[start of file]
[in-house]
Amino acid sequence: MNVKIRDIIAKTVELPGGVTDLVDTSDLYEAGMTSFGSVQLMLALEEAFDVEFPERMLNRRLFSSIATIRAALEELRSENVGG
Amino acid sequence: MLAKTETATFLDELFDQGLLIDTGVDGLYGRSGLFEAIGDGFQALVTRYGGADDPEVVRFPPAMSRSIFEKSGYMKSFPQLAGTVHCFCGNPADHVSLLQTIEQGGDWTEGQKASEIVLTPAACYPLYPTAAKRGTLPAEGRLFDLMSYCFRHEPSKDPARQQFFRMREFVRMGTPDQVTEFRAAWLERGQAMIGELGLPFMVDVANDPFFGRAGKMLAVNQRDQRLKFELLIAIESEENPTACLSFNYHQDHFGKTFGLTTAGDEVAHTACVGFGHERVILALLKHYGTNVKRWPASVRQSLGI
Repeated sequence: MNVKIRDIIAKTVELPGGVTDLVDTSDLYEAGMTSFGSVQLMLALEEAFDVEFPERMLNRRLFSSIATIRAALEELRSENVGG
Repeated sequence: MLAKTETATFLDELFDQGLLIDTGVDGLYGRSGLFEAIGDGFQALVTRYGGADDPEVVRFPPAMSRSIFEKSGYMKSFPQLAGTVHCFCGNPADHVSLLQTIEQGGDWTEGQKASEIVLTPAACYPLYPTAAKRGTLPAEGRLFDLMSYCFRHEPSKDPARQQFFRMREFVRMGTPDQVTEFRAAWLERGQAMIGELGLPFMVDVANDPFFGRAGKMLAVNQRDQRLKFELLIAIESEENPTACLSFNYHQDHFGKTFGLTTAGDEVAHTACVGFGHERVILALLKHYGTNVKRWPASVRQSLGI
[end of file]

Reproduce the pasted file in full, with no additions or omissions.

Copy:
[in-house]
Amino acid sequence: MNVKIRDIIAKTVELPGGVTDLVDTSDLYEAGMTSFGSVQLMLALEEAFDVEFPERMLNRRLFSSIATIRAALEELRSENVGG
Amino acid sequence: MLAKTETATFLDELFDQGLLIDTGVDGLYGRSGLFEAIGDGFQALVTRYGGADDPEVVRFPPAMSRSIFEKSGYMKSFPQLAGTVHCFCGNPADHVSLLQTIEQGGDWTEGQKASEIVLTPAACYPLYPTAAKRGTLPAEGRLFDLMSYCFRHEPSKDPARQQFFRMREFVRMGTPDQVTEFRAAWLERGQAMIGELGLPFMVDVANDPFFGRAGKMLAVNQRDQRLKFELLIAIESEENPTACLSFNYHQDHFGKTFGLTTAGDEVAHTACVGFGHERVILALLKHYGTNVKRWPASVRQSLGI
Repeated sequence: MNVKIRDIIAKTVELPGGVTDLVDTSDLYEAGMTSFGSVQLMLALEEAFDVEFPERMLNRRLFSSIATIRAALEELRSENVGG
Repeated sequence: MLAKTETATFLDELFDQGLLIDTGVDGLYGRSGLFEAIGDGFQALVTRYGGADDPEVVRFPPAMSRSIFEKSGYMKSFPQLAGTVHCFCGNPADHVSLLQTIEQGGDWTEGQKASEIVLTPAACYPLYPTAAKRGTLPAEGRLFDLMSYCFRHEPSKDPARQQFFRMREFVRMGTPDQVTEFRAAWLERGQAMIGELGLPFMVDVANDPFFGRAGKMLAVNQRDQRLKFELLIAIESEENPTACLSFNYHQDHFGKTFGLTTAGDEVAHTACVGFGHERVILALLKHYGTNVKRWPASVRQSLGI